Relay For Life University

Week 3 | Recruiting & Retaining Volunteers

Volunteerism - Recruit, Engage, Retain

Alright, this week is all about getting out into the community and practicing recruiting volunteers. Last week you heard a bit about the importance of volunteers to the organization and to Relay. Every Relay For Life has the same foundation, but we must learn how our volunteers operate in their different communities. We do this by learning about our communities demographics and putting together a community profile. This week we will also learn specific recruitment tools, and practice some community time recruitment pitches.

What you will focus on for Week 3...

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What is a Community Safari?

The Community Safari is all about getting to know your RFL from both a logistics standpoint as well as understanding the culture of a given community. At the end of a successful Community Safari, we want staff to communicate their findings and feel deeply oriented to a given community or portfolio. We want you to spend time researching and observing things like:

  • How do I navigate to and within my portfolio and the communities therein?
  • What and where are key locations in my portfolio?
  • Who are the key volunteers that I need to meet and what is the culture of their community like?
  • What are key areas for leadership volunteer recruitment?
  • What are the values and culture of a given community in my territory?


You will be assigned your Community Safari project documents through Society Pathways or you can download them here through Relay Nation.

Working in Your Territory

An important part of the job of the staff partner is spending quality time in their Relay community. What does quality time mean? It’s all about relationships. Cultivating current constituents in order to keep them engaged with the American Cancer Society, recruiting new people to join in the fight against cancer as well as educating others in the programs and services available through ACS are all aspects of quality time in the community.

When it comes to recruitment, your primary purpose is to find those that have been touched by the issue of cancer (personally, family member, friend, co-worker, etc.) and let them know of the opportunities to become involved in the fight against cancer. Spending full days in the community make the most of your time. Plan ahead, schedule meetings before you go and be sure to create a plan for your day. Showing up in the community without a plan can lead to getting stuck and wandering without a purpose.

Plan Ahead

  • Set up 2-3 appointments ( ie: Mayor’s office, committee members, civic club leaders, corporate sponsors, local pastors, business leaders, team captains, etc.)
  • Set a of goal of setting up 2 group recruitment presentations
  • Make list of places to stop for drop in visits and determine your objective. Determine if your visit is to ask for something, say thank you, or build your relationship (or all three)?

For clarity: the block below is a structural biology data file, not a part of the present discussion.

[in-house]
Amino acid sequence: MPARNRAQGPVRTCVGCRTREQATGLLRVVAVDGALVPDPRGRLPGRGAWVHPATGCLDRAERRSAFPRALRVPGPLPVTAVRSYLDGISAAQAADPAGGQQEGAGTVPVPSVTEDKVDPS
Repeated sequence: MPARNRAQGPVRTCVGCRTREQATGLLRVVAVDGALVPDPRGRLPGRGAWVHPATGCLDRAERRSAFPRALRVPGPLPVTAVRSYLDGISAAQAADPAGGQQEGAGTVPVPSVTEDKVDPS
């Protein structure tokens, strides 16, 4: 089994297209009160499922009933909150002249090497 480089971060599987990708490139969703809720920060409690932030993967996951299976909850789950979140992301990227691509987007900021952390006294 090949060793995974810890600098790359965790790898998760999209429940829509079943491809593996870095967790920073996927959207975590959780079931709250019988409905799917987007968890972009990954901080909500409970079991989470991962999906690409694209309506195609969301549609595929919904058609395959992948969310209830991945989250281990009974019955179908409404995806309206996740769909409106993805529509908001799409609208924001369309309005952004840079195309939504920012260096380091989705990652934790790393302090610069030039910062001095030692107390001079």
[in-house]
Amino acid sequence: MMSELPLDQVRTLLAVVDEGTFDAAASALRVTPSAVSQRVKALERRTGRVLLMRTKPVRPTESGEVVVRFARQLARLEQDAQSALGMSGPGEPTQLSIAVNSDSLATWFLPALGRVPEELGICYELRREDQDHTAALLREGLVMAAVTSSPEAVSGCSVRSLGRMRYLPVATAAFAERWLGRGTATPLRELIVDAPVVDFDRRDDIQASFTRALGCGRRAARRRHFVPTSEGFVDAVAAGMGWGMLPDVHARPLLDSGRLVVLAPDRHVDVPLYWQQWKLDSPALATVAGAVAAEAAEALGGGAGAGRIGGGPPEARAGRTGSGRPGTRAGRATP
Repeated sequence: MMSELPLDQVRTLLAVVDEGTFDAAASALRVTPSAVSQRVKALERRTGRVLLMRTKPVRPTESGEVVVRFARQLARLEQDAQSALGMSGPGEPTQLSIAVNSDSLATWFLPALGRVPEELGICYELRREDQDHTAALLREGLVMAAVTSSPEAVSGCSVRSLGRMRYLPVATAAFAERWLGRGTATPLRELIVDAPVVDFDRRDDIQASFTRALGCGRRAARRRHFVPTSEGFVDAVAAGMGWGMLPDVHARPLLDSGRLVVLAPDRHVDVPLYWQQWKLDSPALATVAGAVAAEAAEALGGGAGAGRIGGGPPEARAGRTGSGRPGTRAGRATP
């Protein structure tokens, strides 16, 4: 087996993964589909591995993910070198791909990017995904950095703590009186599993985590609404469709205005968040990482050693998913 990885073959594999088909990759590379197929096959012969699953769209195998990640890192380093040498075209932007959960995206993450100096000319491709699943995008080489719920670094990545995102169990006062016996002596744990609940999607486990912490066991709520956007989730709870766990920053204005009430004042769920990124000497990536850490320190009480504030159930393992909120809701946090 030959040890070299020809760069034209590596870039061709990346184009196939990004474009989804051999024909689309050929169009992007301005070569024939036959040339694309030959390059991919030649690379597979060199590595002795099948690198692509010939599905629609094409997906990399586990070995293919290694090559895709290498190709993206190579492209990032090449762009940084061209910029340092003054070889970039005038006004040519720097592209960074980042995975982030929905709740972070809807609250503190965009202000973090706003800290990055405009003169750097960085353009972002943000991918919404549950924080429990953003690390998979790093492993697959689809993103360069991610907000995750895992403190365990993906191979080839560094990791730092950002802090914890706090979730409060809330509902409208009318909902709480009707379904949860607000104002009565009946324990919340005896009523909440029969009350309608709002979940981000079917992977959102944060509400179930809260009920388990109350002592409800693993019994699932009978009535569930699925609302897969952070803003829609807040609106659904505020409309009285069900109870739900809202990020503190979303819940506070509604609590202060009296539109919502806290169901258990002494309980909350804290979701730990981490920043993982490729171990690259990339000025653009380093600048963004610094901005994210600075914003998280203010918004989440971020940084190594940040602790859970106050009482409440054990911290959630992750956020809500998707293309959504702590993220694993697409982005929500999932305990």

Decide who will participate in the community day
  • Go alone – the community gets to know you. You are building the relationship
  • Another ACS Staff – for feedback or guidance , may have contacts, help open doors
  • A volunteer – knows the community, help open doors, builds your relationship with that volunteer , establishes ownership of the events recruitment efforts

Create A Plan For the Day

Recruit Committee Members:
  • Every time you’re out in the community is an opportunity to talent scout
  • Work with your volunteers to determine a list of potential talent. Make appointments with or drop in on these people.

Recruit Corporate Sponsors:
  • Work with your sponsorship chair to target sponsors that need a personal follow-up visit to secure their sponsorship or drop off new packets to potential sponsors

Recruit Potential Teams

  • Visit Banks ,churches, businesses, fitness centers, schools, and other worksites
  • People spend most of their time at work. Making appointments or dropping in during business hours is the best way to connect with community members. This is a great way to find committee members, teams, and sponsors.

Cultivate Existing Volunteers
  • Make a list of your Top 10 Teams and drop in on the Team Captain and thank them
  • Make a list of your Top 10 Individual fundraisers and drop in to thank them
  • Make a list of your cash sponsors and drop in to simply say thank you

Distribute Relay Materials:
  • Survivor brochures at all doctors’ offices and other health facilities
  • Luminaria forms at any business in town to have available to the public
  • Relay Brochures at any business in town to have available to the public
  • Posters at any business in town to have available to the public
  • Schedule of Events at any business in town to have available to the public

Visit local Newspaper and tier two media outlets
  • Pick up the local newspaper as it can be a great resource of new contacts and information on meeting times, community calendars, etc.
  • Work with your promotions chair and other volunteers to determine if the time is right for a press release or Relay focused news story. Stop in and chat with the staff in person about your promotions plan

Visit local Chamber Office (even if you are not a member)
  • Ask for a new member list (beware that some list cost money to get…)
  • Ask what is the best way to network if you are members
  • Pick up local business cards to get contact names for businesses
  • Pick up local brochures that might give you new leads


Follow up

  • Be sure to get a business card or contact information from everyone you meet.
  • Thank all new contacts and those you had appointments with during your field day

Typical Day In the Community